As someone who lives in a “lifestyle town” (a term I only recently learned, connoting a place where people move for the quality of life), I love talking to other people about what they do when they’re not working. Some people work all the time. Some people’s hobbies are pretty standard: movies, eating out. Some people have really esoteric hobbies: Buddhist archery, or food sculpture. Here’s some advice from me: when you work in a fast-paced, deadline-driven, word-centered job, you need some non-work interests that are a) slow, and b) wordless. This will help preserve your sanity and avoid burnout. Both are important if you want to stick with freelancing for the foreseeable future!
Slow hobbies have really exploded in popularity, at least in the US. Slow hobbies–knitting, weaving, embroidery, crocheting and so on–are now kind of a hipster thing, instead of a granny thing. I’m an avid knitter, and when I would knit back in college in the 90s, knitting was largely seen as a nursing home pastime. Whereas now when I visit the fancy knitting store in Boulder, I’m sometimes the oldest person in there (at age 45), or the only one without purple highlights in my hair. Knitting has progressed from toilet paper covers to bikinis, and cell phone covers, and even craftivism, a newly-coined term for political activism through crafting. My daughter and I volunteer at our local animal shelter (another slow hobby!) with a woman who runs crafting retreats as a job. Her theory, which I’m inclined to believe, is that as the rest of life gets faster, people want to spend their free time doing something slower. For us translators, I definitely recommend it!
Here’s the thing: in our jobs, one of the main questions we deal with is, “How fast can this be done?” We get that message from clients. We wonder it about learning a new piece of software, or setting up a website. How fast can I finish this? The content management system Squarespace even uses the slogan, “Create your own website in minutes!” There’s lots of “in minutes” out there. By contrast, here’s a sock I just finished knitting. I’d estimate that it took me about 8 or 10 hours:
So, no “minutes” here: 8 or 10 hours of hanging out and knitting. Personally I find that knitting helps me relax and focus. By nature I’m an antsy, impatient person; I talk too fast, I read too fast, and I’m always eager to move on to the next thing. So when I get together with friends and want to just sit and talk (or even on conference calls), I often knit at the same time. Knitting has the added bonus of occupying your hands, so that you physically cannot check your phone or browse a mindless website. Like this (photo from Cris Silva at Colorado Translators Association coffee time!)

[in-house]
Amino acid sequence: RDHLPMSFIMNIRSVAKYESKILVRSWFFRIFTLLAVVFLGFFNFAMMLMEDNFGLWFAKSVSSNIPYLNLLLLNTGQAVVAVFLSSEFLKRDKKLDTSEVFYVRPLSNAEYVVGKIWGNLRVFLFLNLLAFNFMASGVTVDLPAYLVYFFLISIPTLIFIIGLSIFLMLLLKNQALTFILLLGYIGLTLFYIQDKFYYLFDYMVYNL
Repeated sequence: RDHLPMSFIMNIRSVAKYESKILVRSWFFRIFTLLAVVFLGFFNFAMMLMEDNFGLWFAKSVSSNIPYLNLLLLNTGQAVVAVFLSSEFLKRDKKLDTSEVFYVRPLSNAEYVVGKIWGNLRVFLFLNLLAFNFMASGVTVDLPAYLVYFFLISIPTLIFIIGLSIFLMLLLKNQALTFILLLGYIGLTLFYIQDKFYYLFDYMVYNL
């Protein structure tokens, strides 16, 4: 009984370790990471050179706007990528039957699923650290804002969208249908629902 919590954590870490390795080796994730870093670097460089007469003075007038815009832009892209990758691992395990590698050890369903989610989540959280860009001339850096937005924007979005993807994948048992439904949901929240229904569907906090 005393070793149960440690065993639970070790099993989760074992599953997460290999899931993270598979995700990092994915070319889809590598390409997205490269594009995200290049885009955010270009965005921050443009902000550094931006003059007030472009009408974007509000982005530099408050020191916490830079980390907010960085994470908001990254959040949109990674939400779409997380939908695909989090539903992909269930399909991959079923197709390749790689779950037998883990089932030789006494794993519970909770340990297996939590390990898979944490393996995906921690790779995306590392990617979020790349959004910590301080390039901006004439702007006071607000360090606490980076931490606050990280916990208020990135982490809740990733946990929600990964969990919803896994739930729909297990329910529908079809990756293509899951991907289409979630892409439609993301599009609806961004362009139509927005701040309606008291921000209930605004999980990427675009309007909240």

Playing the lute is an even slower hobby for me. After three years, I’m not the worst lute player you’ve ever heard, but I’ve barely (even with daily practice) progressed beyond what most people would consider the beginner level. On a good day, maybe advanced beginner. But slow progress is there. My rolled chords are starting to sound a little more like rolled chords than like arpeggios (string musicians will get that one!), and I play in a little group that brings me a lot of joy. And to me, the fact that learning to play an instrument is not an “in minutes” process is part of that joy: the joy of creating something that can’t be created in minutes, but rather takes hours/years of dedication to create.
And a word about wordless: at least for me, sometimes at the end of the day I’ve just had it with words. I love my job, but I rarely read an entire book unless we’re on vacation. I read the New Yorker in bed sometimes, but I also think it’s important to give your brain a break from words and use it in a different way. Music, sports, art, crafting, are all great ways to do that.
If you need some added inspiration, here’s a dragonfly pendant that my daughter and I crafted for her bike team Secret Santa. It’s strung on an eye pin, and the ‘wings’ are a link from a broken bike chain, combined with two wood beads for the head and body, and seaglass beads for the tail. Dab some super glue on the chain links so that they remain in flying position!